For 12 years now, Curt Hart has had the best teaching gig in town. He's taught "Baseball in America" at the University of Memphis, a course on the greatest sport known to man, and particularly its significance in American history. He took a seventh-inning stretch during preparation for his summer course (it's free and online) to answer a few questions.
What was the original inspiration for the course and how did you convince the U of M that you're the man to teach it?
The original course began in the spring of 2008. It was at the urging of former dean Dr. Dan Lattimore that I develop a class on baseball, including its myths and history. Dr. Lattimore recognized my experience in radio and association with Major League Baseball to utilize this in the classroom setting. Plus, while in radio I covered Baltimore Orioles baseball for years, and numerous Baseball Hall of Fame inductions in Cooperstown, New York. I should note that former Los Angeles Dodger Reggie Williams will be alongside me in this free online course: "Baseball — For the Love of the Game." Reggie and I will be doing five live classes in this as well. (Reggie is a minor league coach with the Cincinnati Reds.)
When the pandemic hit, we were without baseball from spring training to the regular season. It was University of Memphis president Dr. David Rudd, department dean Dr. Richard Irwin, and associate dean Dr. Joanne Gikas who made the suggestion that since we are without baseball, how about a free online course to help create interest in the game. We will discuss the development of the game from its early stages, the formation of the National and American Leagues, the 1919 Chicago Black Sox scandal, integration, steroids, the Baseball Hall of Fame, expansion, gambling, and sign-stealing.
Under normal conditions you get as many as 40 students in the classroom for the course. Do they walk into the room baseball fans, or are these students new to the sport and simply curious?
It’s a wide range of students who enroll for the class. These range from very little knowledge, to some facts about a certain team, all the way to the avid fan. Some fans include those who live and die by a particular team to those who have a great dislike for another club.
Do you teach with a chronological format, starting in "the deadball era," or is the structure more random?
The overall course covers the game transitioning from rounds, base and ball, to Town Ball (the most popular), to baseball and the nine-inning game of today. Debunking the Abner Doubleday myth is discussed early in the course. The formation of both leagues must be included, along with Alexander Cartwright turning a square onto a diamond and marking off 90 feet and assigning nine positions. Historian Henry Chadwick then comes onto the scene, who brings us the box score we use to this day. However, following the Deadball Era, Babe Ruth emerges and changes the game. Naturally, much more follows Ruth’s contribution.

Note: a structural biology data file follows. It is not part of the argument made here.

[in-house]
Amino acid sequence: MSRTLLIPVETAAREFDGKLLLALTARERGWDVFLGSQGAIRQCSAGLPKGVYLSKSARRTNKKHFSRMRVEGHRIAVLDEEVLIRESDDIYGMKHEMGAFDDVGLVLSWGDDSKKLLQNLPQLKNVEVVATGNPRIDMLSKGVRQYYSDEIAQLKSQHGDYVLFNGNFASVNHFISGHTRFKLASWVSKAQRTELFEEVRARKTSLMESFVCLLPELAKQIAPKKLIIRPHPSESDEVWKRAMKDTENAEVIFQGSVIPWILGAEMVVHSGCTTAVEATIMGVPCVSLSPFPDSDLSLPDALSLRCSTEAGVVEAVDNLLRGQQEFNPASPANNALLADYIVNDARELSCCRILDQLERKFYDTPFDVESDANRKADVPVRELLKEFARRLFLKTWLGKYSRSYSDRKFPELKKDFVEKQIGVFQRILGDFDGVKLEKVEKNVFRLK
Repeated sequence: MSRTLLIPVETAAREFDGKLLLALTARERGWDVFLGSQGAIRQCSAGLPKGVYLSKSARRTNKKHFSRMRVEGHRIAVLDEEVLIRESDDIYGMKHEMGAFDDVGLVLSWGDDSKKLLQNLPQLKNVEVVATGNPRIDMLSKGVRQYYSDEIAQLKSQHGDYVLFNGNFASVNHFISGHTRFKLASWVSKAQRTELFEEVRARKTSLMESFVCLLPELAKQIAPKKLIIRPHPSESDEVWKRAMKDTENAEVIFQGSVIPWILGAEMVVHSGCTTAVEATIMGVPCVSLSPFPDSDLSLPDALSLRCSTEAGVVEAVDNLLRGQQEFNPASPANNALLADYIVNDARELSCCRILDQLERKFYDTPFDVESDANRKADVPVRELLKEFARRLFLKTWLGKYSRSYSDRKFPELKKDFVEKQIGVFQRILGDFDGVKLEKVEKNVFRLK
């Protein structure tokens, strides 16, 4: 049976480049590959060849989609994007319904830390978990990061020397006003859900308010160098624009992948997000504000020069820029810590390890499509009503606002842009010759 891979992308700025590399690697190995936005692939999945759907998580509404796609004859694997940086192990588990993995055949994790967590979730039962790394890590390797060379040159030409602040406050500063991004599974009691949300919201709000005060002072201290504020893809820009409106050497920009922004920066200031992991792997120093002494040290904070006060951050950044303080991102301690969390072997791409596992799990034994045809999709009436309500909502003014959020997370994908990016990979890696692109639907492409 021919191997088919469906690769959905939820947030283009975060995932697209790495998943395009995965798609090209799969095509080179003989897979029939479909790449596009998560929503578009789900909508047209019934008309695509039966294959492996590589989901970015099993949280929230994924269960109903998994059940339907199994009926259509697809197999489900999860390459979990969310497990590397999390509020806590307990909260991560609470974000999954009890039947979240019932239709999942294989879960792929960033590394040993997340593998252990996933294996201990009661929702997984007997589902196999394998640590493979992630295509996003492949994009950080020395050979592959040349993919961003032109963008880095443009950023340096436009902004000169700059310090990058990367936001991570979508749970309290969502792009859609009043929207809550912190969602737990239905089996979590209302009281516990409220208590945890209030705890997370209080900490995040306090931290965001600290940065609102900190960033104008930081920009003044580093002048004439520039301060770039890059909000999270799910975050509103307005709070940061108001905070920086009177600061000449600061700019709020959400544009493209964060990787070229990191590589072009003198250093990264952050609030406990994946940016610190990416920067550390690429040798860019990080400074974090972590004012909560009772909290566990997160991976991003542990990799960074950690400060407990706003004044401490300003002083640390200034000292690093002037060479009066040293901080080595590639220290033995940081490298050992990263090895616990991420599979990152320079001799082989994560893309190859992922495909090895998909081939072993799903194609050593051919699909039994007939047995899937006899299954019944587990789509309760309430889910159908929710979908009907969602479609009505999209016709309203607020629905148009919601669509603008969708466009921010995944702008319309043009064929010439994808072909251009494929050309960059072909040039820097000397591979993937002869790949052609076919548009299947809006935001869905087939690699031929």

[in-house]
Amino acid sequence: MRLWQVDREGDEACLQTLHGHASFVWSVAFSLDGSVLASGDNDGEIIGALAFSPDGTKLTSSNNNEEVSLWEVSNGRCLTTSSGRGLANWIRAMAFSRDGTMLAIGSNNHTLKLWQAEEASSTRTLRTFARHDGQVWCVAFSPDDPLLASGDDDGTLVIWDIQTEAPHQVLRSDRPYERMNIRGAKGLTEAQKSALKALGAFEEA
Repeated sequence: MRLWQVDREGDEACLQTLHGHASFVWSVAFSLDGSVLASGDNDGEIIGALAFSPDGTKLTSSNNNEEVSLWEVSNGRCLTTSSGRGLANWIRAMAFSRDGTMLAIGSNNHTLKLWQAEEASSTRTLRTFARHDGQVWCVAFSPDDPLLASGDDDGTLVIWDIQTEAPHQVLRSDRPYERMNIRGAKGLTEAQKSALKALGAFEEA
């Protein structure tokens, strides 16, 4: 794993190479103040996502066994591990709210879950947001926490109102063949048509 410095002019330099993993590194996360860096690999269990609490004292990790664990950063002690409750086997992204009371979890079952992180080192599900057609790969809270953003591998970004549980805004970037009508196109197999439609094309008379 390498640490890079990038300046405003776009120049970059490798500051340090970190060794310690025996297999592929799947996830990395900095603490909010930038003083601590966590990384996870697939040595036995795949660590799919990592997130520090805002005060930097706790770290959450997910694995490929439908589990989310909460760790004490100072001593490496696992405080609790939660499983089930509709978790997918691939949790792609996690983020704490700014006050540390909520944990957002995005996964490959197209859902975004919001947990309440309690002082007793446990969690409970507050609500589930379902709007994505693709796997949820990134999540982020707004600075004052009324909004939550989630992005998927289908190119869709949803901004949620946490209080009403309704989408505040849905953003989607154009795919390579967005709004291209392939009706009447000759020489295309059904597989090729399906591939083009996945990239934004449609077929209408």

Babe Ruth and Jackie Robinson, I imagine, are regulars in your lecture lineup. Who else plays a prominent role over the course of a semester?
Alexander Cartwright and Henry Chadwick, both of whom are recognized as co-fathers of the game. Ty Cobb, Shoeless Joe Jackson, Branch Rickey, Kenesaw Mountain Landis, Happy Chandler, Rube Foster, Satchel Paige, Frank Robinson, Brooks Robinson, Bud Selig, Mickey Mantle, Stan Musial, Pete Rose.
Your background is in broadcasting. Do the likes of Mel Allen, Vin Scully, and Jack Buck come up in class?
We discuss when baseball first hit the airwaves with KDKA in 1921. Much talk is devoted to how certain owners “bucked” baseball going to radio for fear of losing fans. However, it reality increased
the fan base and created much more loyalty. Great voices such as Bob Prince, Harry Caray, Marty Brenneman and more are included.
The "baseball is boring" crowd seems to be growing, especially among younger generations. How do you combat such sacrilege?
Fans who say this aren’t paying attention to the game, especially if they’re in the ballpark. These fans aren’t paying attention to the manager, the first- or third-base coaches, action in the bullpen and the dugout. And, they’re certainly not watching all the sign language being passed from one position to the next.
Who was your favorite team growing up? Favorite player? And have they changed over the years?
Growing up near Louisville, Kentucky, my favorite team was the St. Louis Cardinals. It was a long trek then to St. Louis. So the family and friends would head up I-70 to Cincinnati to catch the Cardinals in games against the Reds. These were at old Crosley Field and later Riverfront Stadium.
There were a few players that I followed. Two were Stan Musial and Curt Flood with St. Louis. I witnessed some great hitting and fielding through the years with those two. Another was Mickey Mantle; didn’t care much for the Yankees, but I enjoyed listening to his hitting prowess on the radio. On August 13, 1995, as I was driving to the radio station in Pennsylvania to prep for my sports talk show, a news report aired that Mantle had passed away. I pulled off to the side of the road and cried like a baby. It hit me hard that “The Mick” was gone. Just six years earlier I had a one-on-one interview with Mantle.
Share a central lesson of "Baseball in America" that can help us in these uncertain times.
Baseball has been the sport through the decades that binds us. It links us like family and keeps us close. For the true baseball fan, we breathe it, sleep it, and eat it. We hold this player or a team close to us. It’s a special love and devotion to the game that keeps us going. Even if our team loses a close game, we can look to tomorrow and say “We can play another nine innings and get a win.”